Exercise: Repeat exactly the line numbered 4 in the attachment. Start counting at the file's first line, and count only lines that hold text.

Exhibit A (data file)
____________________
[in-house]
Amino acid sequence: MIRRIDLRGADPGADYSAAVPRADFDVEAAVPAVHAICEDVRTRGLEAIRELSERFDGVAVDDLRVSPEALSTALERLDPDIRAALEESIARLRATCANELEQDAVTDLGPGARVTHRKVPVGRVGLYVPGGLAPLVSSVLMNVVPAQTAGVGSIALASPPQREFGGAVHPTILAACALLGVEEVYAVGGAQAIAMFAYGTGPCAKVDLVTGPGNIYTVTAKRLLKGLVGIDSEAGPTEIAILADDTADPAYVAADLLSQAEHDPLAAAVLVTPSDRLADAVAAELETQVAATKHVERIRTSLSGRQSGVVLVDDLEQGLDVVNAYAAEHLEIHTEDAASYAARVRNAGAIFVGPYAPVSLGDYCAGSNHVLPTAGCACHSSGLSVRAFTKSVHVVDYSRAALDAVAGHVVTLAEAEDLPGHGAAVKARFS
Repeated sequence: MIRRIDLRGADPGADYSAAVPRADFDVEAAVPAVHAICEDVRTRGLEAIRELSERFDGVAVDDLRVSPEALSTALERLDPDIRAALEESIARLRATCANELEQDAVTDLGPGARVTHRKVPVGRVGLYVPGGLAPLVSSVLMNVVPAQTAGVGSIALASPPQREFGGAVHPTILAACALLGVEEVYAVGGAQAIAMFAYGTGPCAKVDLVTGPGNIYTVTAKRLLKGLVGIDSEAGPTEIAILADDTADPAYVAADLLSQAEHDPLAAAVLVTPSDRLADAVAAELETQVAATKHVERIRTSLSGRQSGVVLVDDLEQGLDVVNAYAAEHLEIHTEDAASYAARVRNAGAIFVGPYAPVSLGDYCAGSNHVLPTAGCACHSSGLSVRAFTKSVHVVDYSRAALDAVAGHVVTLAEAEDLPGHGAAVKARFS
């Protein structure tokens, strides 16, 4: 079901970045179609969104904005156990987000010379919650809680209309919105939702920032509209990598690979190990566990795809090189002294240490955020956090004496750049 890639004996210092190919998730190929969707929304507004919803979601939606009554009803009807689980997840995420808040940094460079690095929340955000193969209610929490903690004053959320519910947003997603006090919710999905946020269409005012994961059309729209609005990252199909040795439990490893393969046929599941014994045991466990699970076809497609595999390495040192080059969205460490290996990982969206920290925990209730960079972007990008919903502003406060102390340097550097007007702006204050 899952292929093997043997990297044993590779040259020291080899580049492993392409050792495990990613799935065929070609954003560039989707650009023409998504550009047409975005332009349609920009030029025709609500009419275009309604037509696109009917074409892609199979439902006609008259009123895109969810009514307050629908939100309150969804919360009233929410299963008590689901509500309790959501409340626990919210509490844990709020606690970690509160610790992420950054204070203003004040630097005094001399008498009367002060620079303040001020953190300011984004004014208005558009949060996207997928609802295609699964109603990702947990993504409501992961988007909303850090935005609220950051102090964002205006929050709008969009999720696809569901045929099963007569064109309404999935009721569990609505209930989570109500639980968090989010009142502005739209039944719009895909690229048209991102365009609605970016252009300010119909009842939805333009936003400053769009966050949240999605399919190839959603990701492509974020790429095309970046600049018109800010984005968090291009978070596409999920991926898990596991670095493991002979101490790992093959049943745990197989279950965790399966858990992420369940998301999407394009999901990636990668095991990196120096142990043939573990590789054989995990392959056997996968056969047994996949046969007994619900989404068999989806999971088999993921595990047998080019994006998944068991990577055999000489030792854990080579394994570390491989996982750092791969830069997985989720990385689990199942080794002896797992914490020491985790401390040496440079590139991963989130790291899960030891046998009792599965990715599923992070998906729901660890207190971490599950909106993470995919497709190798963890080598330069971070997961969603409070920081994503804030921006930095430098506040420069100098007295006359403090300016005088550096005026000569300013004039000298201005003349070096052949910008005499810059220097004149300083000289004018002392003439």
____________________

């Protein structure tokens, strides 16, 4: 079901970045179609969104904005156990987000010379919650809680209309919105939702920032509209990598690979190990566990795809090189002294240490955020956090004496750049 890639004996210092190919998730190929969707929304507004919803979601939606009554009803009807689980997840995420808040940094460079690095929340955000193969209610929490903690004053959320519910947003997603006090919710999905946020269409005012994961059309729209609005990252199909040795439990490893393969046929599941014994045991466990699970076809497609595999390495040192080059969205460490290996990982969206920290925990209730960079972007990008919903502003406060102390340097550097007007702006204050 899952292929093997043997990297044993590779040259020291080899580049492993392409050792495990990613799935065929070609954003560039989707650009023409998504550009047409975005332009349609920009030029025709609500009419275009309604037509696109009917074409892609199979439902006609008259009123895109969810009514307050629908939100309150969804919360009233929410299963008590689901509500309790959501409340626990919210509490844990709020606690970690509160610790992420950054204070203003004040630097005094001399008498009367002060620079303040001020953190300011984004004014208005558009949060996207997928609802295609699964109603990702947990993504409501992961988007909303850090935005609220950051102090964002205006929050709008969009999720696809569901045929099963007569064109309404999935009721569990609505209930989570109500639980968090989010009142502005739209039944719009895909690229048209991102365009609605970016252009300010119909009842939805333009936003400053769009966050949240999605399919190839959603990701492509974020790429095309970046600049018109800010984005968090291009978070596409999920991926898990596991670095493991002979101490790992093959049943745990197989279950965790399966858990992420369940998301999407394009999901990636990668095991990196120096142990043939573990590789054989995990392959056997996968056969047994996949046969007994619900989404068999989806999971088999993921595990047998080019994006998944068991990577055999000489030792854990080579394994570390491989996982750092791969830069997985989720990385689990199942080794002896797992914490020491985790401390040496440079590139991963989130790291899960030891046998009792599965990715599923992070998906729901660890207190971490599950909106993470995919497709190798963890080598330069971070997961969603409070920081994503804030921006930095430098506040420069100098007295006359403090300016005088550096005026000569300013004039000298201005003349070096052949910008005499810059220097004149300083000289004018002392003439």